In my area the parents educating themselves about circ and choosing not to do it are middle class and up. The migrant workers (and immigrants) around here already have the good sense and respect for their boys to not even need to be educated about circ, they already know it's wrong. And most are strong enough to not back down to the doctors and nurses in the hospital when they are pushing them to circ their sons. I am so sad that some think they are just dirty and low class.

OUR DAUGHTERS ARE PROTECTED SHOULDN'T OUR SONS BE TOO! :
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#12 of 69 Old 07-05-2008, 12:03 PM
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Here are a couple of articles for YOU to read. NOT to show your dh:

http://www.stopcirc.com/vincent/vuln...ty_of_men.html

http://www.noharmm.org/feminist.htm




And this is one that you should show your dh:

http://www.noharmm.org/appeal.htm

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#13 of 69 Old 07-05-2008, 12:11 PM
 
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My DH really wanted to circ our son on the basis that he'll be different from other kids if left intact (DH is also circ'd). But I found out that 90% of the boys at my daughter's (3yo) preschool (very expensive preschool, btw) are left intact. These kids are all upper-middle class and mostly white in L.A. (Hollywood-ish area).

You might be surprised to find that where you live, circ is no longer the norm among people you consider to be your "demographic."
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#14 of 69 Old 07-05-2008, 02:32 PM
 
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I agree thats very offensive. Personally most of the people I know who have circ'd were either A.) very low income and unwilling or unable to research the issue well or B.) older parents who didnt think it had changed since they were younger and therefore, didnt research it. I have known people of all walks of life who havent circ'd, including us (both college educated and dh works at Microsoft).

It would definately help to know where you live-the national average is around 50/50, so even just going by that he wouldnt be the only kid intact-but regionally it can vary a lot. On the west coast its around 30% circ'd-ie the intact boys are the majority. I know most of the kids around here are not circ'd. Two who are had older parents who were shocked when I said it wasnt done for medical reasons anymore (they already had their sons circ'd, but they said they wouldnt have done it if they'd known) and my semi-ex-friend did it done because she's Jewish supposidly (really it came down to personal preference and family pressure; personally I found it really weird that parents care what their sons penis looks like)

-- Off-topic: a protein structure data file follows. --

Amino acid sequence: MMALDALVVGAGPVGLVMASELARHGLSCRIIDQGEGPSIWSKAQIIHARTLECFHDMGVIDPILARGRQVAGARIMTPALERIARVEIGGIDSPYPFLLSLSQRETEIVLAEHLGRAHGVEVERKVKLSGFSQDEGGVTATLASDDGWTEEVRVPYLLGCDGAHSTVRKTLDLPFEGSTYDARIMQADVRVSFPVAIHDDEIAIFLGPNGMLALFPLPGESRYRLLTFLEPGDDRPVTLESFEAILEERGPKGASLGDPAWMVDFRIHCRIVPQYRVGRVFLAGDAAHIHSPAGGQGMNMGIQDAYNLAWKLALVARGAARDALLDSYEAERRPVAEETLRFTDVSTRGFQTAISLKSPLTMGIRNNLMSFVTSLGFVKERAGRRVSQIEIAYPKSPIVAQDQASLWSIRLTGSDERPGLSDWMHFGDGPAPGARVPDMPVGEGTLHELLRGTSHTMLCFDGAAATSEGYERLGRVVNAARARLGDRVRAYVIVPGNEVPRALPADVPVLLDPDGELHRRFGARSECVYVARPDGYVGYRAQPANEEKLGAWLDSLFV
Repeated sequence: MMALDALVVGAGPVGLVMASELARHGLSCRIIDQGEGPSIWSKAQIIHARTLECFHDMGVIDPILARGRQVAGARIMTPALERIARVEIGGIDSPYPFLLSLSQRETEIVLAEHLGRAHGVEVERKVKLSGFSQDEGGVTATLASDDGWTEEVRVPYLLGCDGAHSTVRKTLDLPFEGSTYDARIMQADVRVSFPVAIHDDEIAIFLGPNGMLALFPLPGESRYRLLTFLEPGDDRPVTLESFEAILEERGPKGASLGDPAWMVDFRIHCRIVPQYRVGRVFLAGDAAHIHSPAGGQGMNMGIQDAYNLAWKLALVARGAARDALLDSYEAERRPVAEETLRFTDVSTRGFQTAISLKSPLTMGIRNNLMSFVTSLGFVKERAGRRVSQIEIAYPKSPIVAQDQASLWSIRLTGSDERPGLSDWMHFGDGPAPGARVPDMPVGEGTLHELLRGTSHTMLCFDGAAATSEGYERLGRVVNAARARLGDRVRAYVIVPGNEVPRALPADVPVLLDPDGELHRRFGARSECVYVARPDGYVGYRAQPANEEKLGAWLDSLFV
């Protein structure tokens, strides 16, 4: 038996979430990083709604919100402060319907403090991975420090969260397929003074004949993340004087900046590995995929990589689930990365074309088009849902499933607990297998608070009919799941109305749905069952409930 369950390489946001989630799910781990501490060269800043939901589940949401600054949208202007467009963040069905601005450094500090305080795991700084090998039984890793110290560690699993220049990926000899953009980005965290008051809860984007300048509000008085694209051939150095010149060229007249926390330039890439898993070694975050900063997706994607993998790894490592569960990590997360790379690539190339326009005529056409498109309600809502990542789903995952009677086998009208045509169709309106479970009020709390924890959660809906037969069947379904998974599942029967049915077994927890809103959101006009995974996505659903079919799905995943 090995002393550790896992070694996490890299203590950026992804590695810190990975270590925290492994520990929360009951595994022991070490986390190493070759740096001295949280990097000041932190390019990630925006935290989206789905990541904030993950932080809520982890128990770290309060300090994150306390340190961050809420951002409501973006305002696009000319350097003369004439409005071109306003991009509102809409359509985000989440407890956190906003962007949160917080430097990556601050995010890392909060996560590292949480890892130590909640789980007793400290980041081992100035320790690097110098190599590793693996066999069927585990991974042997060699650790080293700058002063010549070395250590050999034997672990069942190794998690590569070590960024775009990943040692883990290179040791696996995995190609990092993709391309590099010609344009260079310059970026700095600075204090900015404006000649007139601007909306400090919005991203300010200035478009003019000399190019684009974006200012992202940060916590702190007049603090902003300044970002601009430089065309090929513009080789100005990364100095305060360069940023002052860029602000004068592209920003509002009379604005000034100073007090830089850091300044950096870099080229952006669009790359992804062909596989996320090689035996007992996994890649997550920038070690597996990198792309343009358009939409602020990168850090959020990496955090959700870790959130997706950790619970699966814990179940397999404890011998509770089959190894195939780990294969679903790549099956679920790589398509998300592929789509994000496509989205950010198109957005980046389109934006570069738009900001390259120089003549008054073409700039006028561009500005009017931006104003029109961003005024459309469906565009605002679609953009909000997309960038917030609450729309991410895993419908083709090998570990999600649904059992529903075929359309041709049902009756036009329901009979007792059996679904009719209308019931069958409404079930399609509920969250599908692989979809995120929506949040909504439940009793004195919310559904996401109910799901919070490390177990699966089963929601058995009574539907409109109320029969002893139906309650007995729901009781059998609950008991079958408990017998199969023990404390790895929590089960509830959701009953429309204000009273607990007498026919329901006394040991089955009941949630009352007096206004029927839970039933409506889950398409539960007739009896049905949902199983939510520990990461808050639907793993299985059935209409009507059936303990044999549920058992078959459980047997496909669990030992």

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#15 of 69 Old 07-05-2008, 04:12 PM
 
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Ask your dh if he wants to teach his son that we do harmful, irreversible things to our bodies just b/c they are considered posh or fancy or if he rather teach his son that he should treat his body with love and respect regardless of what others are doing? Is he really going to let others tell him what is best for his child? Does anyone need to know the status of his son's penis? Is he insecure enough to think that his uncut son's penis can diminish the status of his family?

This is the first step he can take to protecting his son (should you have one).
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#16 of 69 Old 07-05-2008, 04:58 PM
 
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Originally Posted by asunlitrose View Post
Maybe bring up the point that 100 boys die every year from circumcision? Is it really worth your baby dying for a procedure that isn't even medically necessary? Sure that's not a lot, but that's 8 boys a month, so around two a week.
Is this worldwide, or in the US alone? I'm assuming worldwide, but if I quote this to someone I'm trying to convince, I wanna be sure I know what I'm talking about.

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#17 of 69 Old 07-05-2008, 06:46 PM
 
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I found it here under "Quick Facts," but I know I got it from somewhere else.

http://www.babyboy.info/birth_care.html

They don't say either, but I assume worldwide.
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#18 of 69 Old 07-05-2008, 06:48 PM
 
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Definitely read the article A&A posted.
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Originally Posted by carriebft View Post
Perhaps you could seek out some families with intact children and introduce your DH.
How exactly does one figure out which families have intact males? I suspect stalking the locker room at the YMCA would go over badly.